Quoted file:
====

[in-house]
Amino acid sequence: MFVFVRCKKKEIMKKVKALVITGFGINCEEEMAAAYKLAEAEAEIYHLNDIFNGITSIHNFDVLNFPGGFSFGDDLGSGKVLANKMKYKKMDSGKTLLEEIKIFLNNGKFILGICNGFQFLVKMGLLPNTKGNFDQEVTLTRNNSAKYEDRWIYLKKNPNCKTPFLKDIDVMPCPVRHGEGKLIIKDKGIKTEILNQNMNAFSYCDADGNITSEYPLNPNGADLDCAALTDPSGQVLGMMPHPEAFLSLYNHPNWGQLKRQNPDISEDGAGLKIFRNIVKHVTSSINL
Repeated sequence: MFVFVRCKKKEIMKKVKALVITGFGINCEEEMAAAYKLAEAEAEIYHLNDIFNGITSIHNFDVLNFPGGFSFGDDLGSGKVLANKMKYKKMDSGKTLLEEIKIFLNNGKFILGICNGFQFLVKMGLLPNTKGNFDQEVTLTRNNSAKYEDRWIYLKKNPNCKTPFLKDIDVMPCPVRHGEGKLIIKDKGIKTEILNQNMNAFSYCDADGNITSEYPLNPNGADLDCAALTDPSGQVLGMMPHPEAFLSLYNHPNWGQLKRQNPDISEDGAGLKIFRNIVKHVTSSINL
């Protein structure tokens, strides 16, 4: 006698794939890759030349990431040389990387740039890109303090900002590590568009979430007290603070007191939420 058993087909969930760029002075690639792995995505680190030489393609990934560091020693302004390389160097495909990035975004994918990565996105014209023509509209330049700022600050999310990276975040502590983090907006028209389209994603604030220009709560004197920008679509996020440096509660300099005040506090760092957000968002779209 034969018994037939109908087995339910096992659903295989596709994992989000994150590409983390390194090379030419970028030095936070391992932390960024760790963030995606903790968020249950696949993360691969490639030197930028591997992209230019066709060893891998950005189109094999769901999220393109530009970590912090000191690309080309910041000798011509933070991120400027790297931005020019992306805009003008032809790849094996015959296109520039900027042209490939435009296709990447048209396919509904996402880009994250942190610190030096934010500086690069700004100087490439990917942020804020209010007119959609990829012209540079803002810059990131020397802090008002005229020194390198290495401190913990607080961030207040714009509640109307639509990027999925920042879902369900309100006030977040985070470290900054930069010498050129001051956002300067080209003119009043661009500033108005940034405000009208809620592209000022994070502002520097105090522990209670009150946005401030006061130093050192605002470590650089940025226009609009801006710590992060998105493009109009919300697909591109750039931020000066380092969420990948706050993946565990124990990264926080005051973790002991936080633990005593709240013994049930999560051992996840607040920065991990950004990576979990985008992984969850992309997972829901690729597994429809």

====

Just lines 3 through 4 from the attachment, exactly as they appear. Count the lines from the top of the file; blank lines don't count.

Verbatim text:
Repeated sequence: MFVFVRCKKKEIMKKVKALVITGFGINCEEEMAAAYKLAEAEAEIYHLNDIFNGITSIHNFDVLNFPGGFSFGDDLGSGKVLANKMKYKKMDSGKTLLEEIKIFLNNGKFILGICNGFQFLVKMGLLPNTKGNFDQEVTLTRNNSAKYEDRWIYLKKNPNCKTPFLKDIDVMPCPVRHGEGKLIIKDKGIKTEILNQNMNAFSYCDADGNITSEYPLNPNGADLDCAALTDPSGQVLGMMPHPEAFLSLYNHPNWGQLKRQNPDISEDGAGLKIFRNIVKHVTSSINL
């Protein structure tokens, strides 16, 4: 006698794939890759030349990431040389990387740039890109303090900002590590568009979430007290603070007191939420 058993087909969930760029002075690639792995995505680190030489393609990934560091020693302004390389160097495909990035975004994918990565996105014209023509509209330049700022600050999310990276975040502590983090907006028209389209994603604030220009709560004197920008679509996020440096509660300099005040506090760092957000968002779209 034969018994037939109908087995339910096992659903295989596709994992989000994150590409983390390194090379030419970028030095936070391992932390960024760790963030995606903790968020249950696949993360691969490639030197930028591997992209230019066709060893891998950005189109094999769901999220393109530009970590912090000191690309080309910041000798011509933070991120400027790297931005020019992306805009003008032809790849094996015959296109520039900027042209490939435009296709990447048209396919509904996402880009994250942190610190030096934010500086690069700004100087490439990917942020804020209010007119959609990829012209540079803002810059990131020397802090008002005229020194390198290495401190913990607080961030207040714009509640109307639509990027999925920042879902369900309100006030977040985070470290900054930069010498050129001051956002300067080209003119009043661009500033108005940034405000009208809620592209000022994070502002520097105090522990209670009150946005401030006061130093050192605002470590650089940025226009609009801006710590992060998105493009109009919300697909591109750039931020000066380092969420990948706050993946565990124990990264926080005051973790002991936080633990005593709240013994049930999560051992996840607040920065991990950004990576979990985008992984969850992309997972829901690729597994429809």